|Publication number||US6008692 A|
|Application number||US 08/916,914|
|Publication date||Dec 28, 1999|
|Filing date||Aug 15, 1997|
|Priority date||Aug 26, 1996|
|Also published as||DE69737174D1, DE69737174T2, EP0827311A2, EP0827311A3, EP0827311B1|
|Publication number||08916914, 916914, US 6008692 A, US 6008692A, US-A-6008692, US6008692 A, US6008692A|
|Original Assignee||Nokia Technology Gmbh|
|Export Citation||BiBTeX, EndNote, RefMan|
|Patent Citations (2), Referenced by (30), Classifications (9), Legal Events (7)|
|External Links: USPTO, USPTO Assignment, Espacenet|
The present invention relates to a method for performing carrier wave synchronization in the reception of a multi-level, two-dimensional modulation signal, wherein the received signal is demodulated by using at least one local oscillator to generate the local oscillator frequency. The invention also relates to a demodulator according to the described method.
A problem in the reception of multi-level modulated signals is that the carrier wave is difficult to regenerate, because the modulated, received signal does not contain a real, unmodulated carrier wave. The effective information in a multi-level modulation, such as that of 64-QAM (Quadrature Amplitude Modulation) and 256-QAM, deforms the carrier wave phase at random to so many possible angles that in most prior art synchronization methods the effective information itself disturbs the estimation of the carrier wave phase (self-noise). The larger the employed modulation alphabet, the worse the problem generally becomes.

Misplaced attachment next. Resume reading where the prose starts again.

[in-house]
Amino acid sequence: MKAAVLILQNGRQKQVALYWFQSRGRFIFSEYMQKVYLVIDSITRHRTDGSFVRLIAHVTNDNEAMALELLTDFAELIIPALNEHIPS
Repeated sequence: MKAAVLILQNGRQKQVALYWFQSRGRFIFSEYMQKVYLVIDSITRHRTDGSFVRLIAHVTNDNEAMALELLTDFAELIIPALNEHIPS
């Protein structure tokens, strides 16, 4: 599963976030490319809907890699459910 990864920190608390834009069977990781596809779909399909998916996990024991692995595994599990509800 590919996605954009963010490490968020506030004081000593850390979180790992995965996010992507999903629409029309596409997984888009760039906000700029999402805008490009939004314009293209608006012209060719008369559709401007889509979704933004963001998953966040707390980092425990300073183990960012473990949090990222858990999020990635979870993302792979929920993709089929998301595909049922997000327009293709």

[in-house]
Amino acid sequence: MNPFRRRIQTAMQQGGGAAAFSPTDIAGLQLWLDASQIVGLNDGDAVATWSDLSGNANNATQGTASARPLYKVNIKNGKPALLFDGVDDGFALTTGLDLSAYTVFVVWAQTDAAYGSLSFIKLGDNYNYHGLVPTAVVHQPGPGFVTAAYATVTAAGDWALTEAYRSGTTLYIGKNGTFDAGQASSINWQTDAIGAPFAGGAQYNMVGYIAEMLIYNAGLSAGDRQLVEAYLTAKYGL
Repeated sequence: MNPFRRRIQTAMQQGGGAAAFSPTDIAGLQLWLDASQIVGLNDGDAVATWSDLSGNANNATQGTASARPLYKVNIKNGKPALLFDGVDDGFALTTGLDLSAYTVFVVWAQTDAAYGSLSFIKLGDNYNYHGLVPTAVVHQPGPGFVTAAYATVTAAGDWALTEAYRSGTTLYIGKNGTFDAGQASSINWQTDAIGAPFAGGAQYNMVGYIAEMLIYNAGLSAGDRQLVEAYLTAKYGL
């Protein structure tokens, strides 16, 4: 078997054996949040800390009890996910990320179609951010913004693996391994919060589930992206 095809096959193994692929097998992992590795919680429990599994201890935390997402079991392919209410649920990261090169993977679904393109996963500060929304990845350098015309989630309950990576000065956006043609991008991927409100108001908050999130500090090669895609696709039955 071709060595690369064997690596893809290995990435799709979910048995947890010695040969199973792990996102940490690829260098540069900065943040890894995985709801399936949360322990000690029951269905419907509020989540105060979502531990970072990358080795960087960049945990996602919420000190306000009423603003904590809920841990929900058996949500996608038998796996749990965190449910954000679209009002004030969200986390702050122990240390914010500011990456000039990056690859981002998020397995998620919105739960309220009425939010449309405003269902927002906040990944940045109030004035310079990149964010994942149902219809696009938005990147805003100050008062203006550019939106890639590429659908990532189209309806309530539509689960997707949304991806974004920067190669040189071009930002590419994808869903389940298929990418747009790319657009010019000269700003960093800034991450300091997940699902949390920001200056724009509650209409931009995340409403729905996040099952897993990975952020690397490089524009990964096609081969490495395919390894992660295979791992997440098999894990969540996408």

A prior art carrier wave synchronization method is based on the raising to a power of the received signal, as well as on filtration. Among the drawbacks of this method in the reception of multi-level modulated signals, is the fact that the carrier wave synchronization signal to be generated contains a strong insignificant part and weak useful part. The useful part describing the phase error is made available with a dense but slow filtration (a kind of averaging). If the frequency error between the local oscillator frequency and the carrier wave is significant, the phase error may change during the averaging to such an extent that the synchronizing signal is not kept up to date; it may exchange its sign, vibrate or be eliminated through averaging.
Another prior art carrier wave synchronization method is based on a process of detecting the transmitted data symbols from the received signal by applying certain decision-making criteria. Such methods are mainly designed for phase tracking after the receiver is locked to the carrier wave. An example of this kind of solution is DDL (Decision Directed feedback Loop). In carrier wave synchronization, this type of solutions based on decision-making can finction with extremely low modulation alphabets, such as BPSK (Bi Phase Shift Keying) and QPSK (Quadrature Phase Shift Keying). In order to ensure a sufficiently reliable operation, the error ratio in the decision-making is typically 1:100. In multilevel modulations an error ratio of this order means that the demodulated signal point system remains more or less inside the decision-making grid and is not allowed to rotate, as is illustrated in FIG. 1a. With multi-level modulation alphabets, such solutions are applicable mainly in the correction of the phase error in a situation where the frequency is corrected, in other words when the local oscillator frequency is locked to the carrier wave frequency.